With its decision to have voters weigh in on Lilac Hills Ranch, a sprawling housing project in Valley Center, the project’s developers don’t just see a more viable path to approval – they also see a way around many of the issues that have long dogged the project.
Lilac Hills Ranch tried going through the county’s normal permitting and environmental review process for nearly 11 years – spending more than $3 million on fees and doing three environmental impact reports, according to Accretive Investments.
But at the end of last year, two obstacles made Accretive opt instead for a countywide voter initiative.
One was word that Supervisor Bill Horn, who was expected to vote in favor of the project, would recuse himself from the County Board of Supervisors’ vote on the project. He had a conflict of interest, a state watchdog determined, because he owns nearby property that would become more valuable if the project were approved. The other was a November decision by the California Supreme Court on another large, sprawling development in the Los Angeles area that left all similar projects statewide uncertain as to how they should measure and disclose their potential greenhouse gas emissions.
Lilac Hills Ranch is currently gathering signatures to qualify for the ballot. If it gathers enough, the Board of Supervisors could choose to adopt it outright or send it to voters in November.
The project would build 1,746 homes in a mostly rural area where current restrictions allow only 110 homes to be built. Accretive says the development would alleviate regional housing costs.
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As a Valley Center resident this really upsets me. It's all about a way for someone to make money. Valley Center can not sustain this type of project. We don't have the infrastructure for it and we don't want it. I moved here to get away from the city and more people. I don't want more people brought to me. The traffic getting into and out of Valley Center is ridiculous now. I can't even imagine adding 15,000 more daily car trips compared to our current 1,300. In the event of another fire or emergency people will not be able to get out of here, causing more deaths or injuries. Plus they want to forfeit another fire station??? Are you kidding me??? A response time of 7-9 minutes instead of 5 can mean someone's life. That extra couple minutes could be important. What if it was their family and friends that would die as a result? Do you think that would fly?? Absolutely not. This whole project is asinine and I can't believe these money hungry ignorant developers won't take no for an answer. Move your ridiculous project elsewhere. It's not wanted here.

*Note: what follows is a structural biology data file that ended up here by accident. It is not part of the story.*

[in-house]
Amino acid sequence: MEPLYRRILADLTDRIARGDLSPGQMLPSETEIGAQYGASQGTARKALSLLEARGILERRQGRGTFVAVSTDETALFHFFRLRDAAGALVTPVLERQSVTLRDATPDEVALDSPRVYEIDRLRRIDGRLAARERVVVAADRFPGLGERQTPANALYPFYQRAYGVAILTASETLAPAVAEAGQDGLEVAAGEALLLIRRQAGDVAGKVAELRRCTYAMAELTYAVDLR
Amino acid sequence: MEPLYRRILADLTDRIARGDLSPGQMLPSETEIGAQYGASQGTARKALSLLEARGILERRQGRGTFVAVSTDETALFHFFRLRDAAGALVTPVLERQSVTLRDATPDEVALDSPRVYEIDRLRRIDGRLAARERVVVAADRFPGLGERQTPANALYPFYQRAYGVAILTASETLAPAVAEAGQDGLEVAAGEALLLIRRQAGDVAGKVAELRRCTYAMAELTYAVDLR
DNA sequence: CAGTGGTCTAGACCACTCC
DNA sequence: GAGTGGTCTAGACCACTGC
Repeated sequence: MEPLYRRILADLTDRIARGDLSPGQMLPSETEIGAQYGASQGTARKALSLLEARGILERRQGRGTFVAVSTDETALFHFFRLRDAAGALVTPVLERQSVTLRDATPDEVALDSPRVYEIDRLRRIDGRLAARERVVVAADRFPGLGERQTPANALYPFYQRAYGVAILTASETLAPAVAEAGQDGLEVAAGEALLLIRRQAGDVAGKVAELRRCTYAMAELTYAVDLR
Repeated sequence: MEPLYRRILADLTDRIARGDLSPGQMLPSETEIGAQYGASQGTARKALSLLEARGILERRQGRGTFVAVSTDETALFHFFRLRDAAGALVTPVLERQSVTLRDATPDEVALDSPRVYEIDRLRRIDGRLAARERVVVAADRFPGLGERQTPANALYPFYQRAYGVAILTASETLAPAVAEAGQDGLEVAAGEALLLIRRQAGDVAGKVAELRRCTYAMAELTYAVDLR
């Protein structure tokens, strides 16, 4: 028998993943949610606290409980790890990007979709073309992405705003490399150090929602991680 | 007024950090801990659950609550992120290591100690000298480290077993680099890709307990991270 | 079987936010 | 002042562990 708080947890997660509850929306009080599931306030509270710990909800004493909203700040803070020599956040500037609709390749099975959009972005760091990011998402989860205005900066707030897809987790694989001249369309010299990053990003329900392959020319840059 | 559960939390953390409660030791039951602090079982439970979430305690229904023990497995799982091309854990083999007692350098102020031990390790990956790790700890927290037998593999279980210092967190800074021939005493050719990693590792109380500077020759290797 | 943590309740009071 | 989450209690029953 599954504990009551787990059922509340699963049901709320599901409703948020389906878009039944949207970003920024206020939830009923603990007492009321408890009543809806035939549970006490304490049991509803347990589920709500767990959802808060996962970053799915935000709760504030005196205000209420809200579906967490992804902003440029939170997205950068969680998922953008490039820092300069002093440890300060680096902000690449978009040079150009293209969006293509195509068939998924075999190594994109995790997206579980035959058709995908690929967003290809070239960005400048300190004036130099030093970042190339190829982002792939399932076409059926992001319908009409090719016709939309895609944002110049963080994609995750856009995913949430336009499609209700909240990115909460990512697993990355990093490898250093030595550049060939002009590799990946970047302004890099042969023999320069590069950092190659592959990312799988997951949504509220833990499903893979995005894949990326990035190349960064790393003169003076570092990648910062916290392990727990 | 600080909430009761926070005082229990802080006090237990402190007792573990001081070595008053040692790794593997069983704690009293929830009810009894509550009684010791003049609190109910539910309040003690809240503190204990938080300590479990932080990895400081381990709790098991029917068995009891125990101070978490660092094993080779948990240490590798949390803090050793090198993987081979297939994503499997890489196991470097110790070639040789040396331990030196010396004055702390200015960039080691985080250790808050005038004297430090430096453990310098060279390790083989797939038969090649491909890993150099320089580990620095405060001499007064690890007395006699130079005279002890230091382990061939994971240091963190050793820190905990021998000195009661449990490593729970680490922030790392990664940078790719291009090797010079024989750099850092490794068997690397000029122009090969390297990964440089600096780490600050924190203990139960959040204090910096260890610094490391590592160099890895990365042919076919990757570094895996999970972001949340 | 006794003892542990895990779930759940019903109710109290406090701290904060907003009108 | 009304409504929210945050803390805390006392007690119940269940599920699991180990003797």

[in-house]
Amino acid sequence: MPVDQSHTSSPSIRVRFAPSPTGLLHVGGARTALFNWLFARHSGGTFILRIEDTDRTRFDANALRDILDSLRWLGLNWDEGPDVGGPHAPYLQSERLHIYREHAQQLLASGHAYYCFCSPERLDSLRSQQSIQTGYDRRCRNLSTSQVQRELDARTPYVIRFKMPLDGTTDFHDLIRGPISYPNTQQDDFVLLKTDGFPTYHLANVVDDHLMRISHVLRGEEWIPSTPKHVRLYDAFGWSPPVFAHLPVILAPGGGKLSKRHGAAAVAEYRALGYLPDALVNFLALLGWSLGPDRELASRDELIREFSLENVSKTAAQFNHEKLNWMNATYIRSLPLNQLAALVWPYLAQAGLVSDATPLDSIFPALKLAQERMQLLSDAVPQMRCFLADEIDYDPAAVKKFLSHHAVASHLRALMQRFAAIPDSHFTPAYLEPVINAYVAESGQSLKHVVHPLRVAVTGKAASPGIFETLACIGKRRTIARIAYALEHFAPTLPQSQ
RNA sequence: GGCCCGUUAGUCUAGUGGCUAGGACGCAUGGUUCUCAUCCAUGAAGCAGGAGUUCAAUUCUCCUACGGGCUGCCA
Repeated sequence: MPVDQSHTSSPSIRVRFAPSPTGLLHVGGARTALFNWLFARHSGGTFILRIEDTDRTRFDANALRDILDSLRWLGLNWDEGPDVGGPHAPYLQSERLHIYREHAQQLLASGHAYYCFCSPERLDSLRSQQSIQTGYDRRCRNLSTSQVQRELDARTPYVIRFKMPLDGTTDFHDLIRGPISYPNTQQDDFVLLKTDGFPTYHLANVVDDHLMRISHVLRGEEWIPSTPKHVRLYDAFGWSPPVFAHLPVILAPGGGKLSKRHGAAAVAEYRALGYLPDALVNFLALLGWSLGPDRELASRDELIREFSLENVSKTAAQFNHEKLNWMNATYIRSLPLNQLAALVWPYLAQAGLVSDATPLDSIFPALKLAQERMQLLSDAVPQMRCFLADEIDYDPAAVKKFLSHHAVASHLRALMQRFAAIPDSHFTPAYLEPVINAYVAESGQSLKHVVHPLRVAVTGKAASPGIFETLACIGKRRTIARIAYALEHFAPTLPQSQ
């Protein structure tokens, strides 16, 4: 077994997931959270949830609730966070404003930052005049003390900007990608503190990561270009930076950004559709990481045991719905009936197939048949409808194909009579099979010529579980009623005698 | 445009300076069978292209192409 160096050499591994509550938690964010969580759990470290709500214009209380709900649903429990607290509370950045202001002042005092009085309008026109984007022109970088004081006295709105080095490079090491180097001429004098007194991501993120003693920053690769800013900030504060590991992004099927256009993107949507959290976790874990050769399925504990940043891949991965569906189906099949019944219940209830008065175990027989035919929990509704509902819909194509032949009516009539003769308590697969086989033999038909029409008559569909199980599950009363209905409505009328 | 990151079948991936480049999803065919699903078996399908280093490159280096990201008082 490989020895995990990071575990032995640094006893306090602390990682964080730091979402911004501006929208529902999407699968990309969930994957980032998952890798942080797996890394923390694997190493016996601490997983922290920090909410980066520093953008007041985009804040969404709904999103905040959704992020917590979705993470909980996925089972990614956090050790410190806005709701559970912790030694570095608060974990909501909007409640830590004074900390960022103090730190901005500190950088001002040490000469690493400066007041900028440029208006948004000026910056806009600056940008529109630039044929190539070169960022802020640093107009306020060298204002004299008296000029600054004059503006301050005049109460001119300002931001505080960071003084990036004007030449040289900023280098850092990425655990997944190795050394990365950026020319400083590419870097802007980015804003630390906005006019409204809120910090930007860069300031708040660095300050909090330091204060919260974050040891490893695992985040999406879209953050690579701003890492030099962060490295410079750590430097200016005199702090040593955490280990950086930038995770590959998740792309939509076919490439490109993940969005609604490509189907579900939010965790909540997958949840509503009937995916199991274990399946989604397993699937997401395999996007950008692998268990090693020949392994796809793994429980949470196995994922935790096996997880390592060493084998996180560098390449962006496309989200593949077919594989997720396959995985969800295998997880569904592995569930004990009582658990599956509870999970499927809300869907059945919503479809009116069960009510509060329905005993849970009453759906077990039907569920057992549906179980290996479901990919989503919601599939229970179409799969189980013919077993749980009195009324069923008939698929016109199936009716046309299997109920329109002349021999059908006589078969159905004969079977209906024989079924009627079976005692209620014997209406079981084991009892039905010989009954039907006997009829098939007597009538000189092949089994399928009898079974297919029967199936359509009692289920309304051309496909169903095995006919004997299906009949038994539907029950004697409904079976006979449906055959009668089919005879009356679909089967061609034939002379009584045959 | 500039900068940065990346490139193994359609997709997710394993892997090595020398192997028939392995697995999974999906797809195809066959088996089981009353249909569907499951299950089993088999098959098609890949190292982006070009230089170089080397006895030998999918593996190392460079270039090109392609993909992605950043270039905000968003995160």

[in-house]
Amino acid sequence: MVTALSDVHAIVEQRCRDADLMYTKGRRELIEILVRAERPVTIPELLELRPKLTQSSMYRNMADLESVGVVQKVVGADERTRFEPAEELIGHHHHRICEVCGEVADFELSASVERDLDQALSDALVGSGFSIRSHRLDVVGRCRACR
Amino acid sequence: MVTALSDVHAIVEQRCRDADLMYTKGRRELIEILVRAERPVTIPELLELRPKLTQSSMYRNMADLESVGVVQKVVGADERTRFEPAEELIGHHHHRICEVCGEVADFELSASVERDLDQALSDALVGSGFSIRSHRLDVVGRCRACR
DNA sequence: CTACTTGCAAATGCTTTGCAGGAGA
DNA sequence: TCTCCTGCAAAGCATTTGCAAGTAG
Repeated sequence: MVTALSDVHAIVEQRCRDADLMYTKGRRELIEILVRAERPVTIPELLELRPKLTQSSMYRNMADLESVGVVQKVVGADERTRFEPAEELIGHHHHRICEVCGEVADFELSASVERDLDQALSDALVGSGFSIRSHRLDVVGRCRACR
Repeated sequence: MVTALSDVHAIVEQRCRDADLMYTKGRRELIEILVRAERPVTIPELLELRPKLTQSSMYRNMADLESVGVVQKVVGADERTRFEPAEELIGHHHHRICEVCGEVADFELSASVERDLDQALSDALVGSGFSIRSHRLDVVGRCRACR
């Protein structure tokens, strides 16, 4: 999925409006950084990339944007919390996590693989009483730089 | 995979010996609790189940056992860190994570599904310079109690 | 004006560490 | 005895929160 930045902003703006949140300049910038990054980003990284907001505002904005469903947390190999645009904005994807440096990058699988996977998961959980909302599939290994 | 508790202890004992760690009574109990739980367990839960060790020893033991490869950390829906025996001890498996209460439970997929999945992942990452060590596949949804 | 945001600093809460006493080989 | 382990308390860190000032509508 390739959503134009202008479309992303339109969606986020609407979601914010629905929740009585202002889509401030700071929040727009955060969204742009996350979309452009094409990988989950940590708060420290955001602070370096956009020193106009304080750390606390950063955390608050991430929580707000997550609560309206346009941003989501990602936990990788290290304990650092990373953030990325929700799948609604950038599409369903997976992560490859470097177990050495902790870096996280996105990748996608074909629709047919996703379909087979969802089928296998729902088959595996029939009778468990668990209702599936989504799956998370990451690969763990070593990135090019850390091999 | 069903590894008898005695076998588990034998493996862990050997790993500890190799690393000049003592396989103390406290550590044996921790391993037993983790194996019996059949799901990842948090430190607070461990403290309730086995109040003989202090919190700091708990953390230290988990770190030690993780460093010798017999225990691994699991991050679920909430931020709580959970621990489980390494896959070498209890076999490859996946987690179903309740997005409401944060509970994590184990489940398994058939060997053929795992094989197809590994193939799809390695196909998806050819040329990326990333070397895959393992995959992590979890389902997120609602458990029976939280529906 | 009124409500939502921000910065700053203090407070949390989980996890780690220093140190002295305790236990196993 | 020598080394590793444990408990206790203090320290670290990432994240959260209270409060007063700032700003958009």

I think a map should be posted here. A map of the project as it is placed in the surrounding area and a flow chart of proposed traffic.
The Initiative and Referendum, originally conceived of and used as tools for the people to contest unrepresentative legislatures, are now primarily a tool used by the corporate class to contest legislation the people approve of, but that thwarts the corporatists.
This Initiative by Excretive Investments is an example of the total perversion of the original intent of the Initiative.
I find exceedingly offensive - and exceedingly concerning in the larger picture - Lilac Hills Ranch developers' effort to nullify any rule or regulation or law they don't like. This would pose a horrendous example if the measure made it on the ballot and voters approved it. The precedent that could be set is that anyone with enough money and a good PR outreach could potentially nullify any law, regulation or rule they dislike, not necessarily limited to land use issues.
Of course, the successful push-back by Carlsbad voters, though by a thin margin, shows that there are many people who will recognize the dangerous precedents which approving the Lilac Hill Ranch that someday could be wielded against their own communities. Voters need to wake up and see the many ways in which our legal rights are being encroached on or nullified every day in too many ways.
@Judith Swink Well said Judith Swink.
The legislature should quickly correct this grave legal error by the state supreme court. Real estate developers are trying to use this as a license for larceny. The interpret this decision as saying that if a developer can convince enough ignorant voters to approve an initiative custom written by the developers lawyers, they can violate any number of state laws, don't have to mitigate
any environmental damage their proposed development may cause, and cannot be held responsible for any other harm their project causes to the environment or public health. Want to develop a radioactive nuclear waste dump in the county? Just get your lawyers to write an initiative and pay professional signature gatherers to collect enough petitions to put it on the ballot. Then spend a few million on slick political ads and infomercials, and voila, a new waste dump is born. The Governor and California legislature need to stop this ugly trend in its tracks.